Ivory Coast has long been a thriving economy within the West African Economic and Monetary Union (WAEMU). It remains a regional power despite a decade of political crisis that culminated at the end of 2010 when the two presidential candidates both claimed to have won the election. This led to a national conflict that weakened the economy and made the population more vulnerable.
Benin is a small country characterized by its sizeable informal economy and the substantial share of GDP generated by the agricultural sector. Poverty remains high, especially outside urban areas and one third of the Beninese live below the national poverty line. The agriculture sector is working to maximize its potential through increasing the level of processing of agricultural products.
With the signing of the Maya Declaration in 2011, Zambia’s government formalized its commitment to financial inclusion. The Bank of Zambia (BOZ) pledged to work towards four key goals:
Uganda is a key market in the rapidly evolving financial landscape of the East African Community (EAC). New infrastructure developments, ongoing technological advancements, and an increasing focus from both the public and private sectors on financial services make this a pivotal time to begin monitoring financial inclusion developments across the country.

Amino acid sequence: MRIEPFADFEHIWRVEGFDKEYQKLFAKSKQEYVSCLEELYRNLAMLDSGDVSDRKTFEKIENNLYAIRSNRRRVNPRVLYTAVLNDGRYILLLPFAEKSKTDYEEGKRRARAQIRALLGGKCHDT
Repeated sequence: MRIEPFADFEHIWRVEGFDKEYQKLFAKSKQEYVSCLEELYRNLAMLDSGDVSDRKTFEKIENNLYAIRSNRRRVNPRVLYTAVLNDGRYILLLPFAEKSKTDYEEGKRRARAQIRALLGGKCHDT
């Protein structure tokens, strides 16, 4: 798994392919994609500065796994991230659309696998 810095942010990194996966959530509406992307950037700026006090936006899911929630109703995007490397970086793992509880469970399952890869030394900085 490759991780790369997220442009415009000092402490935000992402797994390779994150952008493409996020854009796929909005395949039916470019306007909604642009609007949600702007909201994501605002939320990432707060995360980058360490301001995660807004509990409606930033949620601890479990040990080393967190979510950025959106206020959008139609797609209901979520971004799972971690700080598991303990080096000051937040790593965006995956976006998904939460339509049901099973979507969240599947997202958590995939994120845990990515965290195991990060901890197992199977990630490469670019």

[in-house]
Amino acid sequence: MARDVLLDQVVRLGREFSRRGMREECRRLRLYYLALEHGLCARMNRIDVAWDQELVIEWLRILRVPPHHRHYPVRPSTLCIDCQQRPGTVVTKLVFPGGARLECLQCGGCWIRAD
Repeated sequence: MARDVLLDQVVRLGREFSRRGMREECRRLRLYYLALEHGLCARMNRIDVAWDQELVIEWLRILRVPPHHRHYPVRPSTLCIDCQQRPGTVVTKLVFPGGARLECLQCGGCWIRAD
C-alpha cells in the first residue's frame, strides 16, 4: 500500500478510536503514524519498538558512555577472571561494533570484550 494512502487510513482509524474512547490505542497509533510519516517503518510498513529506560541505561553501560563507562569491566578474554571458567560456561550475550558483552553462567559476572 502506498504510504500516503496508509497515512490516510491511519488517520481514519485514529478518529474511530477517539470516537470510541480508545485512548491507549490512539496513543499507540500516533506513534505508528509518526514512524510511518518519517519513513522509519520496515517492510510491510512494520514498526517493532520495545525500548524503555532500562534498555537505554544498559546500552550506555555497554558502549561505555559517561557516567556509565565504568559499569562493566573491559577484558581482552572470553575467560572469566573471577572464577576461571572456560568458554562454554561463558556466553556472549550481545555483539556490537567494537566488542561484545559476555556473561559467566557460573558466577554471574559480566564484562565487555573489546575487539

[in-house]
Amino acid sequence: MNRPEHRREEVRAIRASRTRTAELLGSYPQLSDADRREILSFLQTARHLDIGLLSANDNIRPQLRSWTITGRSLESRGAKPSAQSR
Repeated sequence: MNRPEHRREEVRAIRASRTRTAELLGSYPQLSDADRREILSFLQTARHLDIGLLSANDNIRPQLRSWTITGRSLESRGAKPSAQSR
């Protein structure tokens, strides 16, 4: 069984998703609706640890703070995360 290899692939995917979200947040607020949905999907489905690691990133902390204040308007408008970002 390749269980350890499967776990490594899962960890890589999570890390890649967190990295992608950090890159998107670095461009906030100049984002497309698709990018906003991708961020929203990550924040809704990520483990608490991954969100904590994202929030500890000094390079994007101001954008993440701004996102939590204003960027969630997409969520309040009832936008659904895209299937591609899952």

Which districts have the highest concentration of financial inclusion actors? How does the coverage of these services correlate with the basic demography and infrastructure across a given country?
In partnership with the Multilateral Investment Fund (MIF), member of the Inter-American Development Bank Group, MIX has launched 3 new Maps of Financial Inclusion – Peru, Guatemala, and Bolivia – to allow users to view the extent of financial services outreach in rural areas. With these maps, local policymakers and practitioners can begin identifying trends in what types of financial institutions are available in each market and better understand the scope of financial support to rural households and their livelihoods.
Kenya has been among the most frequently-cited countries in discussions of financial inclusion, especially surrounding the rise of mobile money. Given this rapid change, what types of financial services does someone in Kenya have access to today? Is there equal access throughout the country or is it concentrated or missing in certain areas?
The South Africa Map of Financial Inclusion maps data on more than 40,000 points of service in South Africa, covering a wider range of providers than in any other survey of the market. The data goes beyond commercial banks and MFIs to cover pawnshops, cash loan providers, retailers and all types of credit providers in the market. The map integrates data on population, and surveys on poverty and financial access to put the locations of these providers in context.